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Why it’s worth earning what you own.
One of my pet peeves used to be the common practice of considering Memorial Day and Labor Day weekends to be the start and end of summer, respectively. As I opined in a recent column, words have meanings. The seasons weren’t just made up based on when folks were likely to be free from school, work, etc. to head to the beach.
But then I found out about the distinction between meteorological and astronomical seasons, and thought, y’know what, if even the scientific types can’t agree on their terms, why not let people decide to use floating holidays to compartmentalize their year? If you live in a temperate zone, it’s nice enough to go for a swim, and you’re not a member of the Polar Bear Club, go ahead and call it summer for all I care.
By that definition, it was summer in my neck of the woods this weekend. That meant it was high time for my relatively-new annual ritual of cleaning up the grill and otherwise sprucing the backyard so I can have company over without being mortally embarrassed by the look of the place.
It’s not a lickety-split task. The grill alone has a bunch of parts that can be taken out and individually scrubbed, and while I’m there it only makes sense to clean out the mini-fridge that lives near it. One might forgive me for doing a slipshod job, or being truly lazy and paying someone else to do it.
Still, I’ve found that I rather enjoy the task, and doing it well. Aside from the happy anticipation it generates for cookouts and other guest-hosting activities in the ensuing weeks, something about performing this chore gives me the feeling that, even though I officially owned the stuff the day I bought the property, I’m actively earning that ownership and all of the enjoyment that it brings.
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The same sensation hit me when, having freshly moved in, I discovered a rather large box of quality chinaware that had been sitting in my old basement probably since the time of the flood. Some serious elbow-grease was going to be necessary to restore it to a serviceable state, and I wasn’t about to just stash it in my new basement for another few decades. So, for a period of weeks, I would intermittently devote chunks of spare time to furiously scrubbing at the stuff-and, in the process, found myself feeling like I was earning my ownership of it. Otherwise, it was just a box of stuff that might as well have been someone else’s.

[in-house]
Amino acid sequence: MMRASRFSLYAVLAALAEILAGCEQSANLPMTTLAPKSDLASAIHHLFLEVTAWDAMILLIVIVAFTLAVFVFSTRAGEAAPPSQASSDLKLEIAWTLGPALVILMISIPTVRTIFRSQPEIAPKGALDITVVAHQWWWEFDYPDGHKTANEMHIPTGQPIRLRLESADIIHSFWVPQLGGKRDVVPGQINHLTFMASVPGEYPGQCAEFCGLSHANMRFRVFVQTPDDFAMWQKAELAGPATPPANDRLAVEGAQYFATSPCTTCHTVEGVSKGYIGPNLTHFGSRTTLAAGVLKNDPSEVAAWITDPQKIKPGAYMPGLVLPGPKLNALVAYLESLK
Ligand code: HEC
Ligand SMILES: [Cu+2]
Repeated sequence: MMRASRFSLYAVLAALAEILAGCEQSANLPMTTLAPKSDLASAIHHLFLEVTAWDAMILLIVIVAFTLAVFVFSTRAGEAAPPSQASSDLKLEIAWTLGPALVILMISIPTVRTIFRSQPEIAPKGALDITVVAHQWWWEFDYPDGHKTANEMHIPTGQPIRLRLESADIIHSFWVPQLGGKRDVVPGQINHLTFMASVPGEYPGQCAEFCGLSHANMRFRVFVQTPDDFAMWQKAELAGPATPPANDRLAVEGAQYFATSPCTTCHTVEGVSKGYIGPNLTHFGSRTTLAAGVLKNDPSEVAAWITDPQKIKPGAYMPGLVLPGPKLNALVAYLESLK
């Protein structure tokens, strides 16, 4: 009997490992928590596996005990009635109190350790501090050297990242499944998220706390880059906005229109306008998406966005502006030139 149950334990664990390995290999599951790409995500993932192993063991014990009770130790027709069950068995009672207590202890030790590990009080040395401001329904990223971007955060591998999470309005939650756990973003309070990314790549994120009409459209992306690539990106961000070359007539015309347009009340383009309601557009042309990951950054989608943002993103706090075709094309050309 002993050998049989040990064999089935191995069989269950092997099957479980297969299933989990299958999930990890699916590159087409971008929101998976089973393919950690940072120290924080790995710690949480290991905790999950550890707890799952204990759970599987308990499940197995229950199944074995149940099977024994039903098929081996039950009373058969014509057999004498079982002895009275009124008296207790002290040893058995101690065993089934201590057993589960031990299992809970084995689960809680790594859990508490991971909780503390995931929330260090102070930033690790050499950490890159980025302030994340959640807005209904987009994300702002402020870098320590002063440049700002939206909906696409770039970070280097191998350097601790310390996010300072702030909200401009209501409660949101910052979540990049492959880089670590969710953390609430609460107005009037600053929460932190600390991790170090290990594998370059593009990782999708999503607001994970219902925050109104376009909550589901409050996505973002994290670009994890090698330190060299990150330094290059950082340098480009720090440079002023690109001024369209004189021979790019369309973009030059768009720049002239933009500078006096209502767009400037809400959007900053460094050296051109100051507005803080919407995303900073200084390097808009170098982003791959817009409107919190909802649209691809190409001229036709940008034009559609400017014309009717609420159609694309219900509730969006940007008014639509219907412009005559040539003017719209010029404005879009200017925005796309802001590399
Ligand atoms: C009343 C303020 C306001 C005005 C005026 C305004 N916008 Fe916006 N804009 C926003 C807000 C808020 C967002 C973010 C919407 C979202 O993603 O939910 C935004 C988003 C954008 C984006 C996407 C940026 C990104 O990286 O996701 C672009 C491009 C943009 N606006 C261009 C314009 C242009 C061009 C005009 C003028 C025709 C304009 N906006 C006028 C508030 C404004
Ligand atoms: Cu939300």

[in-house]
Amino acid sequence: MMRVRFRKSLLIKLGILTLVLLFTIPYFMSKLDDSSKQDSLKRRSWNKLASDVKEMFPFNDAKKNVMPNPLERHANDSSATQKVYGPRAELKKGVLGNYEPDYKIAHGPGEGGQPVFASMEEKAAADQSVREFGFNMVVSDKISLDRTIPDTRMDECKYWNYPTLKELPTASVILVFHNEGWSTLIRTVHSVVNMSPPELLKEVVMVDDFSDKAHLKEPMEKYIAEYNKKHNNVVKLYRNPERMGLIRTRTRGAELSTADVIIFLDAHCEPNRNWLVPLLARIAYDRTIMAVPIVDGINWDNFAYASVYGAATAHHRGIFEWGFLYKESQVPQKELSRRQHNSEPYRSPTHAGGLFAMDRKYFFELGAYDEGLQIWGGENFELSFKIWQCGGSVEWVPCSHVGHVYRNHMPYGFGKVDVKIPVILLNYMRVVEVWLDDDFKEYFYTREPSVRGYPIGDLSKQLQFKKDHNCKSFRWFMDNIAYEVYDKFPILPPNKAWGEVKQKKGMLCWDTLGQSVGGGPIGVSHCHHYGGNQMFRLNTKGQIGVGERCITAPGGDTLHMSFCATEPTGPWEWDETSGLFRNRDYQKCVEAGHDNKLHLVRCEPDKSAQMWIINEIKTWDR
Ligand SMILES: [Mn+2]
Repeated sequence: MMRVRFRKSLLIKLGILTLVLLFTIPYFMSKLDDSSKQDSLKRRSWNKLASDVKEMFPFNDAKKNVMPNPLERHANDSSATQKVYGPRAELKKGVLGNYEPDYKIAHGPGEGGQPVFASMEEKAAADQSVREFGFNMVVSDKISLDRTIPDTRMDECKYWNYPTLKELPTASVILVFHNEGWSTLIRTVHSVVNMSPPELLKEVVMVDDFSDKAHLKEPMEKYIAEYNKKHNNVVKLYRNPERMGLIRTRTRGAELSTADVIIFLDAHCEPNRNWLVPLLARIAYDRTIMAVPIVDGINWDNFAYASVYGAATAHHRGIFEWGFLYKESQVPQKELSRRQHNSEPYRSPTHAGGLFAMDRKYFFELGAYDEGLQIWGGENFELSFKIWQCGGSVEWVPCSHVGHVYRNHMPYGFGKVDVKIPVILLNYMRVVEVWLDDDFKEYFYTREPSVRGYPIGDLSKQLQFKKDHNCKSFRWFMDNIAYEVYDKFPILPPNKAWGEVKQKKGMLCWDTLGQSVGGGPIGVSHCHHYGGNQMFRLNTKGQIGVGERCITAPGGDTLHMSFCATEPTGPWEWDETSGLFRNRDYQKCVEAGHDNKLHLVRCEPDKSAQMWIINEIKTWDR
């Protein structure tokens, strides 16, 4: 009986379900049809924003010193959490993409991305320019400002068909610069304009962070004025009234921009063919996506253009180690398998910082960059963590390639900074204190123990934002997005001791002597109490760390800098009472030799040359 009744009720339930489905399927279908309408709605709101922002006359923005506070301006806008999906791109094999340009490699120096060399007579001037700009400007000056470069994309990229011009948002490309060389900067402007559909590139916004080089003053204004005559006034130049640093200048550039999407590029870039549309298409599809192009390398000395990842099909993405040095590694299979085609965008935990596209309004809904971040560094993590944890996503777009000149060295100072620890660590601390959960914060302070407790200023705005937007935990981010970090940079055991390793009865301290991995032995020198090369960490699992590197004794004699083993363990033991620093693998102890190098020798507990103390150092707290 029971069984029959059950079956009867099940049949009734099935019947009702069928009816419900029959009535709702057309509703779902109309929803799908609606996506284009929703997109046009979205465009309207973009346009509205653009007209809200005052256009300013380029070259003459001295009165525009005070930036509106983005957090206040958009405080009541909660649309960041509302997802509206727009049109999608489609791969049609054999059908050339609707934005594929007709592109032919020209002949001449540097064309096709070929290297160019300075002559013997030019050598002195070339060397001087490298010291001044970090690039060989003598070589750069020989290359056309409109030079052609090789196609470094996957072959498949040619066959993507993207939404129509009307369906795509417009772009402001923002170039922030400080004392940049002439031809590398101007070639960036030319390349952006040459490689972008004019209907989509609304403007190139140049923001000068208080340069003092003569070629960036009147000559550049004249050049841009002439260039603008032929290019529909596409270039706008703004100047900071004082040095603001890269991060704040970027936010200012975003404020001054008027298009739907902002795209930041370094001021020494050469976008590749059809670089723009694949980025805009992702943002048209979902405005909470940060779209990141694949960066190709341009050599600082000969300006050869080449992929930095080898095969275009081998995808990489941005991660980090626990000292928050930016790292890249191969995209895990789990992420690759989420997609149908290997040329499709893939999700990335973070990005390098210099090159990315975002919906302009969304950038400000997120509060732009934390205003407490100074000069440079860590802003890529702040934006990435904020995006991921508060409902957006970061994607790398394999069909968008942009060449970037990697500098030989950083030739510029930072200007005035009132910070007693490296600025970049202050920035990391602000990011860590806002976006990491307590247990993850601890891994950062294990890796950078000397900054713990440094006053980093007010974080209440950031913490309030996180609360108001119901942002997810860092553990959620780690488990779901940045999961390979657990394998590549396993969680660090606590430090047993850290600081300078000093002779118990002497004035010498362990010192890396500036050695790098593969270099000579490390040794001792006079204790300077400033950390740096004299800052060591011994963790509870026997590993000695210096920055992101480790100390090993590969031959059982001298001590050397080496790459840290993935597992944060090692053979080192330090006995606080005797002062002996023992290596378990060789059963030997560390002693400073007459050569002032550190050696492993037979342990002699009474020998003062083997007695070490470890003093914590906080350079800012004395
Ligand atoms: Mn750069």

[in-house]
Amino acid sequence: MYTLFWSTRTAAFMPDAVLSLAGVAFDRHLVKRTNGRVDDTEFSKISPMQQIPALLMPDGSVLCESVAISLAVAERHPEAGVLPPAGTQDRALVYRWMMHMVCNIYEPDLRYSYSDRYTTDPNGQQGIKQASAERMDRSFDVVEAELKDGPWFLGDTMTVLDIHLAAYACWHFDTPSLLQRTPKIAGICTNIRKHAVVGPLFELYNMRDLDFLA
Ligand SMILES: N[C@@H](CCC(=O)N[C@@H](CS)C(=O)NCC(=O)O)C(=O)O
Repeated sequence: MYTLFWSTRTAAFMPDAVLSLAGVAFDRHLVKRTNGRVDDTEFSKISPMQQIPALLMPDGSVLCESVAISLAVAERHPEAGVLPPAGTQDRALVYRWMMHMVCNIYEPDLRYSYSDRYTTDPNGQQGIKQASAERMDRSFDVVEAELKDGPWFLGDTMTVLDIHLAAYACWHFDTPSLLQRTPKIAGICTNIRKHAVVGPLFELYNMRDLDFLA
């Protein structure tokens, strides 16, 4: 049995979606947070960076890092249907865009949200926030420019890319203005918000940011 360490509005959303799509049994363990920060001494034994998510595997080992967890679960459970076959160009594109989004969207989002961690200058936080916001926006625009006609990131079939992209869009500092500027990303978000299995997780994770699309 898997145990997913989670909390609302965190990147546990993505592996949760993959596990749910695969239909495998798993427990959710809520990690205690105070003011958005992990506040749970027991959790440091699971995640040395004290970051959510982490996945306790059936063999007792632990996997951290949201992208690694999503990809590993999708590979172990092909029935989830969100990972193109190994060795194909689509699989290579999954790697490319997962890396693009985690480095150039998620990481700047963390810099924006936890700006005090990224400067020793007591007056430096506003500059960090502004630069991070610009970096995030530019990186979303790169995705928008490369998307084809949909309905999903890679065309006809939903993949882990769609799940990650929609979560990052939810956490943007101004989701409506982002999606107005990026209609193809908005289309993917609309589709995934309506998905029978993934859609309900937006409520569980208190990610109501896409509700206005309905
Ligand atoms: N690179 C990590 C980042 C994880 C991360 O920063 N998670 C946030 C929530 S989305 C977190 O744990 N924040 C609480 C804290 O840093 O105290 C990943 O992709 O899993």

Professions like medicine, once upon a time, had a routine “earn your ownership” thing going on: You joined a group, proved yourself for a certain duration while working as an “associate” or whatever else they wanted to call you, and if all went well you’d become a partner, meaning that you had a share in the ownership of the place.
Even if your circumstances were that you could bypass this and start your own operation (or had the scratch to buy an existing one from somebody else), you were still in for some blood, sweat, and tears if you truly wanted to own a viable enterprise. It didn’t matter how fat your checkbook might be, if you just threw money at the situation but put in no personal effort, it wouldn’t stand a great chance of doing well.
Either mechanism (earning partnership or starting your own) served pragmatic as well as philosophical purposes. By putting in such blood/sweat/tears, you learned minute details of the place. Even if you technically owned it already, you were making it more yours. Or making yourself more a part of it, put another way. That remains as valuable and adaptive during your thirtieth year of practice as it does during your third.
Times change, and onetime expectations that working hard equals making partner have also changed. With fluctuations in the job market, there have been times and locations where one simply couldn’t expect to achieve ownership (at least, not real equity-see my old column about duplicitous “Fake partnerships”).
Perhaps in response to the diminished availability of true ownership, a lot of younger radiologists stopped expecting-or even wanting-any. Many considered it a plus to live as employees or locums: They could show up for their contracted hours, do whatever work they were going to for the day, and leave. No need to form emotional ties to a given workplace. What’s that, the practice is struggling and needs more help to survive? Hey, good luck getting your partners to cover more hours this weekend, but that’s not in my contract. Seeya on Monday. One might argue that a sufficient number of rads willing to spend their entire careers as employees gave rise to some of the huge radiology corporations that now exist.
(Amusingly, it was not uncommon to see some of the same owners/partners who begrudged their associates a reasonable bit of ownership turn around and complain that their employees weren’t willing to do what it took to build a practice.)
Again, times change, and here we are in another robust job-market. From my own search about a year ago, I saw that there’s at least some lip-service being given to offering candidates a shot at partnership. Hopefully the offers are sincere-I think our field could benefit from a greater sense of actively-earned ownership.